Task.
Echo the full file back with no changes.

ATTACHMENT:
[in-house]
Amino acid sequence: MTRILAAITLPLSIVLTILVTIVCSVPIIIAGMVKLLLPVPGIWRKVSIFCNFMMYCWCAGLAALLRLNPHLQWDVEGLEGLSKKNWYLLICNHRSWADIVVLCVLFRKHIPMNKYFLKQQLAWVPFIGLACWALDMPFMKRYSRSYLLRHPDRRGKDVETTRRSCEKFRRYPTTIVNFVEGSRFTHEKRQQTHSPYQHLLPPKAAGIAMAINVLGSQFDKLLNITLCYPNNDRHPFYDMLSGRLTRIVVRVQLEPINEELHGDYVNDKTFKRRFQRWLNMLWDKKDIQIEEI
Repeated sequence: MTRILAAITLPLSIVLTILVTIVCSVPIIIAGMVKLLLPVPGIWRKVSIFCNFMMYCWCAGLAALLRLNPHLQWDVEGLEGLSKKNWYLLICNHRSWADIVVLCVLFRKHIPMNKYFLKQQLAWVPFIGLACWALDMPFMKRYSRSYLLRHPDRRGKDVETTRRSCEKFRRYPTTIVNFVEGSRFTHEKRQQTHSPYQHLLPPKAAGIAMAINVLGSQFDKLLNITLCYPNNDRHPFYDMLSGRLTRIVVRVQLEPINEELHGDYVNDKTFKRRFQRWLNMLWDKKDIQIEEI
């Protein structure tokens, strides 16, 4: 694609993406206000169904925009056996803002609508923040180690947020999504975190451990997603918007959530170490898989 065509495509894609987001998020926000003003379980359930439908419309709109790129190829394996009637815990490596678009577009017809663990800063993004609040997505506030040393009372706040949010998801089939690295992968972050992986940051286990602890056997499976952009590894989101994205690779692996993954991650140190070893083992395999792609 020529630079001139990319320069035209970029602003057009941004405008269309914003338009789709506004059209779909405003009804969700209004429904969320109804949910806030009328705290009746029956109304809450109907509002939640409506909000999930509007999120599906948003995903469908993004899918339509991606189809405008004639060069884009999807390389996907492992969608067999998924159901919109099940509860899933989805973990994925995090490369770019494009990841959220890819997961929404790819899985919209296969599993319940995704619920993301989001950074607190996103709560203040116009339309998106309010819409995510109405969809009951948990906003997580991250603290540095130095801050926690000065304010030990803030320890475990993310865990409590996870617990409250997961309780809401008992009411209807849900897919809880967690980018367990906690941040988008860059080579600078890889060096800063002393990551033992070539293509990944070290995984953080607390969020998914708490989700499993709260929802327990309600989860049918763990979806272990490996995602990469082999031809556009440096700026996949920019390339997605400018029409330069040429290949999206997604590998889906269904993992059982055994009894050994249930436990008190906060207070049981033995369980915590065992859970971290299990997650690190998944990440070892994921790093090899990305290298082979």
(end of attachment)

[in-house]
Amino acid sequence: MTRILAAITLPLSIVLTILVTIVCSVPIIIAGMVKLLLPVPGIWRKVSIFCNFMMYCWCAGLAALLRLNPHLQWDVEGLEGLSKKNWYLLICNHRSWADIVVLCVLFRKHIPMNKYFLKQQLAWVPFIGLACWALDMPFMKRYSRSYLLRHPDRRGKDVETTRRSCEKFRRYPTTIVNFVEGSRFTHEKRQQTHSPYQHLLPPKAAGIAMAINVLGSQFDKLLNITLCYPNNDRHPFYDMLSGRLTRIVVRVQLEPINEELHGDYVNDKTFKRRFQRWLNMLWDKKDIQIEEI
Repeated sequence: MTRILAAITLPLSIVLTILVTIVCSVPIIIAGMVKLLLPVPGIWRKVSIFCNFMMYCWCAGLAALLRLNPHLQWDVEGLEGLSKKNWYLLICNHRSWADIVVLCVLFRKHIPMNKYFLKQQLAWVPFIGLACWALDMPFMKRYSRSYLLRHPDRRGKDVETTRRSCEKFRRYPTTIVNFVEGSRFTHEKRQQTHSPYQHLLPPKAAGIAMAINVLGSQFDKLLNITLCYPNNDRHPFYDMLSGRLTRIVVRVQLEPINEELHGDYVNDKTFKRRFQRWLNMLWDKKDIQIEEI
């Protein structure tokens, strides 16, 4: 694609993406206000169904925009056996803002609508923040180690947020999504975190451990997603918007959530170490898989 065509495509894609987001998020926000003003379980359930439908419309709109790129190829394996009637815990490596678009577009017809663990800063993004609040997505506030040393009372706040949010998801089939690295992968972050992986940051286990602890056997499976952009590894989101994205690779692996993954991650140190070893083992395999792609 020529630079001139990319320069035209970029602003057009941004405008269309914003338009789709506004059209779909405003009804969700209004429904969320109804949910806030009328705290009746029956109304809450109907509002939640409506909000999930509007999120599906948003995903469908993004899918339509991606189809405008004639060069884009999807390389996907492992969608067999998924159901919109099940509860899933989805973990994925995090490369770019494009990841959220890819997961929404790819899985919209296969599993319940995704619920993301989001950074607190996103709560203040116009339309998106309010819409995510109405969809009951948990906003997580991250603290540095130095801050926690000065304010030990803030320890475990993310865990409590996870617990409250997961309780809401008992009411209807849900897919809880967690980018367990906690941040988008860059080579600078890889060096800063002393990551033992070539293509990944070290995984953080607390969020998914708490989700499993709260929802327990309600989860049918763990979806272990490996995602990469082999031809556009440096700026996949920019390339997605400018029409330069040429290949999206997604590998889906269904993992059982055994009894050994249930436990008190906060207070049981033995369980915590065992859970971290299990997650690190998944990440070892994921790093090899990305290298082979």